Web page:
Need help identifying plus... is it safe?

Hi there!

My grandmother handed me this shell and said “Your grandfather brought this back from D-Day.”

I think it’s still live!?!?!

He was in the Merchant Marines during D-Day.

It’s a 20mm shell marked 1943. Has cardboard case.

3 questions:

  1. Is it safe to be in my house?
  2. Can you help me identify the exact bullet this is?
  3. What is the approximate worth, assuming it’s safe and legal?

I have more pics but it will only allow me to post one.

Thank you, all!


Hello Tifdotcom and wellcome to this Forum

According the story of your grandmother, it is quite possible this is a live round. Don’t panic but handle with care ( don’t drop it!). Very curious to me are the scratches on top of it. That maybe could mean the grenade has been discharged. Is it fastened to the case? I’m not that 20 mm specialist but according to some marks on it, it seems to be a British or American cartridge. Can you give the dimensions of the caselength and a picture of the headstamp, please? Without doubt, some other members of this Forum will identify this case at first glance.

1 Like

Could only post one pic with the post, but have more. On green part, it’s marked MK-3-32H9-43. On brass casing, it’s marked ZG22SJ43 and under it, SPDN4327. Bottom only has 20m.m.-MK-2, 1943, and what looks like a B with a circle around it. Measurements are 7.25” or 18cm.

It’s fastened to the case, but wobbly.

Looks to me like someone has had it apart, as the projectile isn’t seated properly, and the mouth of the casing is ‘belled’. There is also no primer. Also, I think black is for AP (?).

Best regards,


Hi Simon,
Bullet itself is dark green. Might not come across in pic. It’s not well-fastened. It’s wobbly. Didn’t want to play with it. 😀

Thx for your response duqjans! Hoping to get to the bottom of it. Will be careful handling. 😀


Welcome to the forum.

I thinking this this is “ball, practice or blind loaded” projectile from a 20x110mm Hispano (possibly post WW2) that has been placed in a 20x110mmRB (Rebated Rim) Oerlikon cartridge case. The cartridge case has no primer and was produced by Bridgeport Brass Co., Bridgeport Conn. in 1943. The Mk-2 refers to this being a slightly modified cartridge case.

Below is an enlarged section of one of your photos.

Can you read and list here the letters and numbers showing at the red & green arrow?

Also note at the red & blue arrow how the cartridge case neck has been stretched/bent, possibly by pulling the projectile originally to the cartridge case or inserting a projectile into the case.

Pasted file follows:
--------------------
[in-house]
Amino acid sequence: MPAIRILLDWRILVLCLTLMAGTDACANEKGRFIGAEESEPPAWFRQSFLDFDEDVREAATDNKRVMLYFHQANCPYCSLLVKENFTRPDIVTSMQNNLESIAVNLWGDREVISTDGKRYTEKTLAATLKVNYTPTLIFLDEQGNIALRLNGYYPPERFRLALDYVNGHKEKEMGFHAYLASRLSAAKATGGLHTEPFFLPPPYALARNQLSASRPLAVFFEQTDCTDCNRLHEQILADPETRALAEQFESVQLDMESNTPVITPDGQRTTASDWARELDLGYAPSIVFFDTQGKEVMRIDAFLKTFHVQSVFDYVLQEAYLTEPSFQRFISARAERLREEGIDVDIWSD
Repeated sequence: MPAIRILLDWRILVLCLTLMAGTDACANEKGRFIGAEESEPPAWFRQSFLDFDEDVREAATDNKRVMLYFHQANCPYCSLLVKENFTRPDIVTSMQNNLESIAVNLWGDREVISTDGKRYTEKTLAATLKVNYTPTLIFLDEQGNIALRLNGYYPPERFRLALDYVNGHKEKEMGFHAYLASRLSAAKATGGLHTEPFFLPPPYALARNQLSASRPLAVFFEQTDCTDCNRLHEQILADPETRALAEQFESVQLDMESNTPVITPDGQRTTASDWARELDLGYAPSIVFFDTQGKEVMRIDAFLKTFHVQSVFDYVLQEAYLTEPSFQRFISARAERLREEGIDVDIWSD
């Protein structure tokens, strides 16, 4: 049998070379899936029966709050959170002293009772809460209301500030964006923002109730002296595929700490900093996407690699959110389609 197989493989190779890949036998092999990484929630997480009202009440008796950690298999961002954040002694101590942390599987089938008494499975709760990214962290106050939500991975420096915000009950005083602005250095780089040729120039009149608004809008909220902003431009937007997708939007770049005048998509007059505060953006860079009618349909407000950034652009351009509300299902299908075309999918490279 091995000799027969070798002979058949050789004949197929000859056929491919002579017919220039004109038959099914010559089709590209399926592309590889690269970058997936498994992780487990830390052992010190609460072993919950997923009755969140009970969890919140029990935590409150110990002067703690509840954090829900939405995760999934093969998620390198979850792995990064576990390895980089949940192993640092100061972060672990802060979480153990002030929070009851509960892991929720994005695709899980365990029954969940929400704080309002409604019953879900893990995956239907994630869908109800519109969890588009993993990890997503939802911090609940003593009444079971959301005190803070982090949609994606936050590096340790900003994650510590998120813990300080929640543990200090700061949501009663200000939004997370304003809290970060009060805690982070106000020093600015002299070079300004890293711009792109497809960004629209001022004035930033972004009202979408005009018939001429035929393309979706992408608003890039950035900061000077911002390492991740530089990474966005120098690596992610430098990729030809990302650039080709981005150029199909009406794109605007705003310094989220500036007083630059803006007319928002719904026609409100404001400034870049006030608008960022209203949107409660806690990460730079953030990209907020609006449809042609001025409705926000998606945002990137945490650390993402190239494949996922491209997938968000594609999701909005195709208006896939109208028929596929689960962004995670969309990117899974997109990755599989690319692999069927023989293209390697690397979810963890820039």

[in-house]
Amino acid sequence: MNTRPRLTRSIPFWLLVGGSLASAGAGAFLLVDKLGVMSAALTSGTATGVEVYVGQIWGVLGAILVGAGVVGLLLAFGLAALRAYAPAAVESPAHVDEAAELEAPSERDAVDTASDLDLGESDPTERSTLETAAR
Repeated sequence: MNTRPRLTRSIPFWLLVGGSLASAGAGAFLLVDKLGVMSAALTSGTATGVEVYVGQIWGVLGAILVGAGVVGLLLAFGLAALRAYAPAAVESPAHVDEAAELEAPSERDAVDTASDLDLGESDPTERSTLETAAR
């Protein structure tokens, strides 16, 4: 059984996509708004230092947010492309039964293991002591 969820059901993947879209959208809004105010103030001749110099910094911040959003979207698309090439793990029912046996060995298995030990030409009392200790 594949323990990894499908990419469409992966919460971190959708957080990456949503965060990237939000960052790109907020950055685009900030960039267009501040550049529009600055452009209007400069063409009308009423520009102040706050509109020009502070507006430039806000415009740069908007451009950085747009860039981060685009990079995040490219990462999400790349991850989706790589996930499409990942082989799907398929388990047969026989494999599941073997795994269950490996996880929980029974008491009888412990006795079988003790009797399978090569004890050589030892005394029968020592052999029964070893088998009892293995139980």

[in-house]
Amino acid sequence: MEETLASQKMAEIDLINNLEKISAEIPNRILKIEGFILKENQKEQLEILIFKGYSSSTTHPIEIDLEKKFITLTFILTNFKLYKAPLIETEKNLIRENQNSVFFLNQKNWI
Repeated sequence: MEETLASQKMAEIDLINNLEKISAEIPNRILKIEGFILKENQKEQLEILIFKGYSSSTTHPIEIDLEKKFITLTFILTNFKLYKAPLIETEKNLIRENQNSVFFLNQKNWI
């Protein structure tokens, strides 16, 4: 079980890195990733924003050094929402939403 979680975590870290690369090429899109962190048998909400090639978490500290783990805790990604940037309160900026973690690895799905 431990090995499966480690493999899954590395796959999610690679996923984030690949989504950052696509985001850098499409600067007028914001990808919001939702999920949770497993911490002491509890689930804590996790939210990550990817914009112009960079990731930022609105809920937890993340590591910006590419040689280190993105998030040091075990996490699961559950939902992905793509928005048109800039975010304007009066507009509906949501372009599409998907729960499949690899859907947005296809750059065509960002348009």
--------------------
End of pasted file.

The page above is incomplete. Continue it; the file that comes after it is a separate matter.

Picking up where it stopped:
Hi Brian,

Thanks for the kind welcome.

Answers here on markings:


Excellent! Sorry I missed your earlier post with the information.

So to correct what I said in my earlier post and add additional information-

The stencil mark on the cartridge case ZG22SJ43, ZG = Blind Loaded & Plugged (BL & P) cartridge (NO explosive material and NO tracer).

SJ43 = U.S. Navy loading facility St. Julians, 1943.

Black paint on the projectile indicates , with this type of projectile, a BALL projectile (contains NO explosives or tracer element) which goes along with this being a BL & P cartridge.

The MK-3-32H9-43 identifies the projectile as a MK3 projectile (with false nose fuze) manufactured in 1943.

The projectile in the case is probably original to the case.

From the headstamp (stamped markings on the bottom of the cartridge case) the B in a circle indicates the cartridge case maker Bridgeport Brass Co., Bridgeport Conn.

So what you have is a 20x110mmRB Oerlikon cartridge, practice loading, U.S. Navy, WW2. This type of cartridge was used for practice firing the Oerlikon gun.

Hope this helps.



This is so helpful. Thank you so much! Great to know it doesn’t have explosives in it. Whew!!!

Thank you so much for that detailed info. Really appreciate your time and interest.

Thanks again and have a great week!




Just re-reading your response. The projectile is actually painted dark green, not black. The pic might just be dark. Does that change anything?

Thank you!


No, that does not change anything. One source I have shows a black projectile while a WW2 period color chart shown below indicates dark green for practice projectiles (BL & P).



Very well done indeed! About value? I don’t think this cartridge had great value in $. But keep it as a lasting souvenir to your grandfather.

Yes wasn’t planning on selling, but was curious. Thank you so much for your help!! Really appreciate this forum.